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MUSIC REVIEW : Versatile Pianist Mitsuko Uchida Plays at Ambassador Auditorium

February 20, 1988|ALBERT GOLDBERG

Mitsuko Uchida ranks high on the scale of pianistic proficiency. She is small of hand and body, but she has a way of turning these customary handicaps to her advantage. There were few moments in her Ambassador Auditorium recital Thursday night when her large and appreciative audience was allowed to go woolgathering.

Uchida commands an exceptional degree of versatility. She is not exactly a wide-ranging colorist, and there is more variety in her intimate playing than in her bravura. She surmounts all obstacles, however, with a certain pleasure in her own efficiency. Hers may not always be the last word on the subject, but there are never any wide gaps or any tentative episodes.

For all that, it was not the wisest choice to open with Chopin's B-flat-minor Sonata. She raced and blurred the opening motive, she worked hard to build up the Scherzo, the Funeral March was sacrificed to effect, yet the "Wind-over-the-Grave" finale emerged not effective enough.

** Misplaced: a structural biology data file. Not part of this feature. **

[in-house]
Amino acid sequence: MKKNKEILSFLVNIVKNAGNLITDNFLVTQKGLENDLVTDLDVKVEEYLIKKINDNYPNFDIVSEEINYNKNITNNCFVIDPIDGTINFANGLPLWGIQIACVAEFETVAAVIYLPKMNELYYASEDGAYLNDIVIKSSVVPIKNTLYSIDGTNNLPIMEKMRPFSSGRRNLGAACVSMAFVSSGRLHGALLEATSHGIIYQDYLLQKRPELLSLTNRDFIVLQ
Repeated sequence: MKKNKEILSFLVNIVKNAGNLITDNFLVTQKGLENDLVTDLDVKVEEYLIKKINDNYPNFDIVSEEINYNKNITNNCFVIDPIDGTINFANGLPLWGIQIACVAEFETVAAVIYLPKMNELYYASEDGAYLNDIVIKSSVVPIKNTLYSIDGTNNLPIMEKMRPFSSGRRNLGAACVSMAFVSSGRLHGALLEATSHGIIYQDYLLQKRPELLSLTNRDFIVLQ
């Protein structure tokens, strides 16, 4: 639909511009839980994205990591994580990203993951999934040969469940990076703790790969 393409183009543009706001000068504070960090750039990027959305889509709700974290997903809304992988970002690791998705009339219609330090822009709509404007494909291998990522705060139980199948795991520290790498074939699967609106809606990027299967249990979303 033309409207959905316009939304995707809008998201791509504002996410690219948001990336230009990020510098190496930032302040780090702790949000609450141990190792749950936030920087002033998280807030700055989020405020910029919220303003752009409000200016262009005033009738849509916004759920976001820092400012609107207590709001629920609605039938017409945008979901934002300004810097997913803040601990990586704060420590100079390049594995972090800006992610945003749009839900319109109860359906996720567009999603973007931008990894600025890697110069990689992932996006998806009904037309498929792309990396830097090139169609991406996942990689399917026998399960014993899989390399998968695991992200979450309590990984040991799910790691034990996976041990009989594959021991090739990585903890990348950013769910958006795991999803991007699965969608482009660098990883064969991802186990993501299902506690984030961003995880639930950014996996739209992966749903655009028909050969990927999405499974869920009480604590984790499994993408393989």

Uchida proved dauntless in five Etudes by Debussy. She could display the stated technical problem as if each were a specialty and at the same time she controlled the shifting harmonic basis with a sharp ear for balance and color. The Etudes were really the heart of the program; they are seldom heard, and rarely are they exposed with such a combination of technical security and persuasive sound.

It was odd to end the program with Mozart, but Uchida's lightness of finger and delicacy of phrasing offered a microscopic view of the Gigue in G, K. 574, and the Sonata in D, K. 576. Yet, all that preciosity did not do much for the Adagio in B minor, K. 540.

The encores: Chopin's Nocturne in C-sharp minor, Opus Posthumous, and the second of Webern's Piano Variations, Opus 27.

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